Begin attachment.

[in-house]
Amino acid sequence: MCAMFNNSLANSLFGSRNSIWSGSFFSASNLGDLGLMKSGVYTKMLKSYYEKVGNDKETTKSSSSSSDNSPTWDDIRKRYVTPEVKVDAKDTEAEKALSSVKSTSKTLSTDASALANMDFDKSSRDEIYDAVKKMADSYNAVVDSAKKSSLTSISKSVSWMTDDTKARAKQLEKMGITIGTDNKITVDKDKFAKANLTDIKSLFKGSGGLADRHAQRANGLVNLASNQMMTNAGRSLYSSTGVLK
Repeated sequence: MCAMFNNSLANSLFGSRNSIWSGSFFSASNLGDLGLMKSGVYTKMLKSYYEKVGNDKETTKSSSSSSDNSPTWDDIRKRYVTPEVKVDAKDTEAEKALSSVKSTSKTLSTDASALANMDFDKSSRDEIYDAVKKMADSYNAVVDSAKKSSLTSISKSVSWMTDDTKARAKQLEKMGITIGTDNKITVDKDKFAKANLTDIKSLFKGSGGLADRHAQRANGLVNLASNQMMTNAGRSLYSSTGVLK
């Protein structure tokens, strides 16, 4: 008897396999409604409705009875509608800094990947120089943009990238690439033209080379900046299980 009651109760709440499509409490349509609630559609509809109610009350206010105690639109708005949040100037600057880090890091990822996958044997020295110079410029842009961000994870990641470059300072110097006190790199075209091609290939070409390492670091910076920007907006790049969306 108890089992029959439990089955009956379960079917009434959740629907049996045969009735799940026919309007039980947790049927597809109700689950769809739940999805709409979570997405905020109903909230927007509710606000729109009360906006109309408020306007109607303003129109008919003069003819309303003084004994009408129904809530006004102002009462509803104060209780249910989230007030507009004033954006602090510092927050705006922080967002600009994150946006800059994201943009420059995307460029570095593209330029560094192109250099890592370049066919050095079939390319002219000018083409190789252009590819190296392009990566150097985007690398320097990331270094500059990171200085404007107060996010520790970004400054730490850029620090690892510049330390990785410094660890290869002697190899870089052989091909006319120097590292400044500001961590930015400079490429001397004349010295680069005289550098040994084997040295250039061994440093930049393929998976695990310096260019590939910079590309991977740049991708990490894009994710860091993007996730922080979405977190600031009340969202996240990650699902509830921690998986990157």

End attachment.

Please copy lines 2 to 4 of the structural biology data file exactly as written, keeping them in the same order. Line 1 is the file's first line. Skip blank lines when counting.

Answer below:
Amino acid sequence: MCAMFNNSLANSLFGSRNSIWSGSFFSASNLGDLGLMKSGVYTKMLKSYYEKVGNDKETTKSSSSSSDNSPTWDDIRKRYVTPEVKVDAKDTEAEKALSSVKSTSKTLSTDASALANMDFDKSSRDEIYDAVKKMADSYNAVVDSAKKSSLTSISKSVSWMTDDTKARAKQLEKMGITIGTDNKITVDKDKFAKANLTDIKSLFKGSGGLADRHAQRANGLVNLASNQMMTNAGRSLYSSTGVLK
Repeated sequence: MCAMFNNSLANSLFGSRNSIWSGSFFSASNLGDLGLMKSGVYTKMLKSYYEKVGNDKETTKSSSSSSDNSPTWDDIRKRYVTPEVKVDAKDTEAEKALSSVKSTSKTLSTDASALANMDFDKSSRDEIYDAVKKMADSYNAVVDSAKKSSLTSISKSVSWMTDDTKARAKQLEKMGITIGTDNKITVDKDKFAKANLTDIKSLFKGSGGLADRHAQRANGLVNLASNQMMTNAGRSLYSSTGVLK
């Protein structure tokens, strides 16, 4: 008897396999409604409705009875509608800094990947120089943009990238690439033209080379900046299980 009651109760709440499509409490349509609630559609509809109610009350206010105690639109708005949040100037600057880090890091990822996958044997020295110079410029842009961000994870990641470059300072110097006190790199075209091609290939070409390492670091910076920007907006790049969306 108890089992029959439990089955009956379960079917009434959740629907049996045969009735799940026919309007039980947790049927597809109700689950769809739940999805709409979570997405905020109903909230927007509710606000729109009360906006109309408020306007109607303003129109008919003069003819309303003084004994009408129904809530006004102002009462509803104060209780249910989230007030507009004033954006602090510092927050705006922080967002600009994150946006800059994201943009420059995307460029570095593209330029560094192109250099890592370049066919050095079939390319002219000018083409190789252009590819190296392009990566150097985007690398320097990331270094500059990171200085404007107060996010520790970004400054730490850029620090690892510049330390990785410094660890290869002697190899870089052989091909006319120097590292400044500001961590930015400079490429001397004349010295680069005289550098040994084997040295250039061994440093930049393929998976695990310096260019590939910079590309991977740049991708990490894009994710860091993007996730922080979405977190600031009340969202996240990650699902509830921690998986990157």